Reptor allows third-party developers to inject new third-party’s implementation of a platform API to an app, so that they can modify, reimplement, or customize existing Android APIs. This is achieved by (i) injecting a replacement class that contains custom code for each platform API class that a third-party developer wants to replace, (ii) rewriting the binary of an app so that the app code uses replacement classes instead of platform API classes, and (iii) distributing the new implementation through standard app distribution channels. Please visit our website for details.
Vendor-tied library switching
In this use case, we automatically transform Airbnb app developed with Google’s library to use Amazon’s library by using Reptor, specifically Google Maps APIs to Amazon Maps APIs. A user who uses an Amazon device can download an app that uses Google Maps from Google Play and change the app behavior that uses Amazon Maps instead of Google Maps by using Reptor without efforts from the original app developer.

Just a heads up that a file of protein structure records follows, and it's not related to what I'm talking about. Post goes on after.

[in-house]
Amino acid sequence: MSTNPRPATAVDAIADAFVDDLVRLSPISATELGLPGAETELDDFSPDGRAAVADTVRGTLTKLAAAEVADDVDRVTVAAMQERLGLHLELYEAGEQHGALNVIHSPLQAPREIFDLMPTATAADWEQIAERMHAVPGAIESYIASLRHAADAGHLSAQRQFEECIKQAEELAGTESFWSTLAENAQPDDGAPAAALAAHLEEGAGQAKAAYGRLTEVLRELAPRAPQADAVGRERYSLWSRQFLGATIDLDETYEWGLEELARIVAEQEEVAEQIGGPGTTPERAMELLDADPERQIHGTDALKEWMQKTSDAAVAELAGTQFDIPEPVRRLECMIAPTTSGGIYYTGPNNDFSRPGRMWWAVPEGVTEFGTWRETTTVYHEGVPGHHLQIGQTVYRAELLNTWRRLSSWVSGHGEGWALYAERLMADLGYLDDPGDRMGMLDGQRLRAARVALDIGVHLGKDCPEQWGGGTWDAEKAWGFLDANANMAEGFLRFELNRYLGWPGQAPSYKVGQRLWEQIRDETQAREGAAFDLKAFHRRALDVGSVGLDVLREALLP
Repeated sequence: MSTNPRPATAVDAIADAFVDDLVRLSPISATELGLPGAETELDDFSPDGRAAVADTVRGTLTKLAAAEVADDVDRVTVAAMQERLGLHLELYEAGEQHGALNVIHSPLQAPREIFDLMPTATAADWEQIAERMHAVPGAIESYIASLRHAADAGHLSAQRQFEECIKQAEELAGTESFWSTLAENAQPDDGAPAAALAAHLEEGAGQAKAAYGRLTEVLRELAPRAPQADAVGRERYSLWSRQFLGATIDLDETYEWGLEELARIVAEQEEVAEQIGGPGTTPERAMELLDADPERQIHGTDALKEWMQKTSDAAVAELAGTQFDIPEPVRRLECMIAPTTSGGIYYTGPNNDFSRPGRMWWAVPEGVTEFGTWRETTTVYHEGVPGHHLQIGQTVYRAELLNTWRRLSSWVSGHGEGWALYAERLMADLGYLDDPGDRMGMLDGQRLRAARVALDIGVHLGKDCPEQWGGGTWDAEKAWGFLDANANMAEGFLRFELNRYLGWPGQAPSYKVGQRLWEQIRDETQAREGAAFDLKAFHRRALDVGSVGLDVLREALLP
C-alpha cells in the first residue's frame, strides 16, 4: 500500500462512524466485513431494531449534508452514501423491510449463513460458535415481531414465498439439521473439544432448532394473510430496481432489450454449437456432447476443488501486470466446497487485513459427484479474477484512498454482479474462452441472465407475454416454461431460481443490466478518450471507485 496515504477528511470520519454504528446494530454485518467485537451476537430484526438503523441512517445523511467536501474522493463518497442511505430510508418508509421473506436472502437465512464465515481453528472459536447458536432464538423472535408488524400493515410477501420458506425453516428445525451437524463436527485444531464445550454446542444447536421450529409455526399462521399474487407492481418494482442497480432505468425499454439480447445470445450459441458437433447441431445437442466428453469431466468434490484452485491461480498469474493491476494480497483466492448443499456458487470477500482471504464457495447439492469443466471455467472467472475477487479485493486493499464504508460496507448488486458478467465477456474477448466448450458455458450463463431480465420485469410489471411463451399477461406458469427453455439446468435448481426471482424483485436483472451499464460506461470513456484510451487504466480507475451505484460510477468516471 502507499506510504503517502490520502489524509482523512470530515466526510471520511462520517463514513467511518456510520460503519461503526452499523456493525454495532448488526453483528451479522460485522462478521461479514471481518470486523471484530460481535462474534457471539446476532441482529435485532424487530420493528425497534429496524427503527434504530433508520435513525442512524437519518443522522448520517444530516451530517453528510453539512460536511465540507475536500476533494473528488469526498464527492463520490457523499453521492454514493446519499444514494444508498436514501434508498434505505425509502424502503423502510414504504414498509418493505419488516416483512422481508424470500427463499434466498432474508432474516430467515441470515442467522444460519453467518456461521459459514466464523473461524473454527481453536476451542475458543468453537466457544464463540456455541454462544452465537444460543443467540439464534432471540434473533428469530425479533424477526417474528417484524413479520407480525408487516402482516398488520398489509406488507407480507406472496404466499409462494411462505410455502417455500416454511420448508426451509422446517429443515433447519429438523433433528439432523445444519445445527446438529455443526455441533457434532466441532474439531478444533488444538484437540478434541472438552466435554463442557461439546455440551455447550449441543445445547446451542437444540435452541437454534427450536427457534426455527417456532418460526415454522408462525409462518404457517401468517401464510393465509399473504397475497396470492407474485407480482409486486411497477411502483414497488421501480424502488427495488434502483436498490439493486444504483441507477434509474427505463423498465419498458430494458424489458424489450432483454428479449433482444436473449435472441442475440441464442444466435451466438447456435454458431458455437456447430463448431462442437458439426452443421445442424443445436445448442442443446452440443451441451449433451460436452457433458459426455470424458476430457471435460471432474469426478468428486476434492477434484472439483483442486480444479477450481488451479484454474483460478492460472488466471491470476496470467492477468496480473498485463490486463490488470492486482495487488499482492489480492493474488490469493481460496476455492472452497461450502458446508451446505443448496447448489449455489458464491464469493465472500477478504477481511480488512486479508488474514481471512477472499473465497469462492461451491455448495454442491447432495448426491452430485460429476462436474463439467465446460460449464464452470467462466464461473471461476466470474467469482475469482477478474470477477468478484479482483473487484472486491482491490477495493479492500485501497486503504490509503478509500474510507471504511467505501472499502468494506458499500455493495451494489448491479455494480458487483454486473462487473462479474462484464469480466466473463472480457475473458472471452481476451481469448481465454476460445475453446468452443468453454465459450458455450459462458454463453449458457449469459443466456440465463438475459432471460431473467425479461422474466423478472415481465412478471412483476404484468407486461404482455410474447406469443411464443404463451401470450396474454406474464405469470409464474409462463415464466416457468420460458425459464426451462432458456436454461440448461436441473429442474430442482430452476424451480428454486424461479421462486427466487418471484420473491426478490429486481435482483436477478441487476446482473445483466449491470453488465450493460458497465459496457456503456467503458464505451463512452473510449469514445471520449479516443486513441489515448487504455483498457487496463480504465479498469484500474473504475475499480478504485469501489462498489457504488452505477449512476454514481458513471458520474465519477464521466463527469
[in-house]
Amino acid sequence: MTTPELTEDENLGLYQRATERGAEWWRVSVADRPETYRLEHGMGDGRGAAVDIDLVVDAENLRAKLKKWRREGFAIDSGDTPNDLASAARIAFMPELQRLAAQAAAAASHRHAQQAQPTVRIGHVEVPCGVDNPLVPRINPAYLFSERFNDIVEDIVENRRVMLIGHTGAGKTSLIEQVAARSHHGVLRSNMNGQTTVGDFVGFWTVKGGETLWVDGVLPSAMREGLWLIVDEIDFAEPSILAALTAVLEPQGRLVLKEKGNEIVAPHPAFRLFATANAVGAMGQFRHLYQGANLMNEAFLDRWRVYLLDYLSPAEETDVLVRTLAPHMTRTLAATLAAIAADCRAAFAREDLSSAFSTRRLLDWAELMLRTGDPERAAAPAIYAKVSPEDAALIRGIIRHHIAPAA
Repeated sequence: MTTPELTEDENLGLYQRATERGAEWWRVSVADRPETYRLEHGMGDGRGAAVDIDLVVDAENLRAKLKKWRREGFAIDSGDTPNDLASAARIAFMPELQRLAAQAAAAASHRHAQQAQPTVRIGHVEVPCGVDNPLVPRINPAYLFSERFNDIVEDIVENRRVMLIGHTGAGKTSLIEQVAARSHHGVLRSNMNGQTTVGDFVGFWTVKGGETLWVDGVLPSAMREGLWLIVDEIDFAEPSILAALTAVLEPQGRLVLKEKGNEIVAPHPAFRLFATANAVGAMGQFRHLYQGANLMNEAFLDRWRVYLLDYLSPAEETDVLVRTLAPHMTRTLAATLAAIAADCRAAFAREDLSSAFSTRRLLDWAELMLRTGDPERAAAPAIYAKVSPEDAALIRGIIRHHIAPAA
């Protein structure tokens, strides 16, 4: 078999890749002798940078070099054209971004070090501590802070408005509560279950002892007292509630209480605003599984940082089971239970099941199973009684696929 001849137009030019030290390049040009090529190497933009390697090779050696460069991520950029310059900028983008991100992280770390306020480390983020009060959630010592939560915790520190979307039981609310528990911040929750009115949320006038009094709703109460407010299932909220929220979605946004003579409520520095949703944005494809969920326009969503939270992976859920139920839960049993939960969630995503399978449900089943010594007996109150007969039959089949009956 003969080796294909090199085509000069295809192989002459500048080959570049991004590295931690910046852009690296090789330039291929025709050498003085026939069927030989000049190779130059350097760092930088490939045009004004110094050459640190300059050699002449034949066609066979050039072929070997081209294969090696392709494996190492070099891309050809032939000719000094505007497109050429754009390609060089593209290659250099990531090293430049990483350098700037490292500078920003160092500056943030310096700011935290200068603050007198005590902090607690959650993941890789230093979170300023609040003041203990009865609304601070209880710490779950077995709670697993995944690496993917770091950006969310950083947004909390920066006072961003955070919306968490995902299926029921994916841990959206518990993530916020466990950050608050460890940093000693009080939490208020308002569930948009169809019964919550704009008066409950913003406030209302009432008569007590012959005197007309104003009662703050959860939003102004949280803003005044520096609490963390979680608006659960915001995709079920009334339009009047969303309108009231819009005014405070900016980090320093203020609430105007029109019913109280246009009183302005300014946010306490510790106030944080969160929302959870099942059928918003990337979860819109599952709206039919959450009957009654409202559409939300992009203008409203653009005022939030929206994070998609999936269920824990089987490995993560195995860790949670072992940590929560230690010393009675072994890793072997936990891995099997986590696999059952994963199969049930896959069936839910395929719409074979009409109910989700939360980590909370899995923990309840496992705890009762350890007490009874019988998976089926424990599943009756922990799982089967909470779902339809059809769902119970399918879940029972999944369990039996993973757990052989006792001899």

Runtime permission mechanism
In this use case, we have implemented a runtime permission mechanism that asks a user to grant permission to an app at run time, mirroring the iOS permission model. We have used Twitter as a target app. By using Reptor, legacy apps that do not use runtime permissions can easily incorporate them; Also, Reptor can replace each and every sensitive API call with a call that requests a runtime permission first before making an actual call to the API.
In this use case, we have implemented an HTTP-to-HTTPS Translator, where we replace URL, so that it returns an HTTPS object instead of an HTTP object. Reptor automatically makes apps use secure HTTPS connection instead of HTTP if HTTPS is available on a requested URL.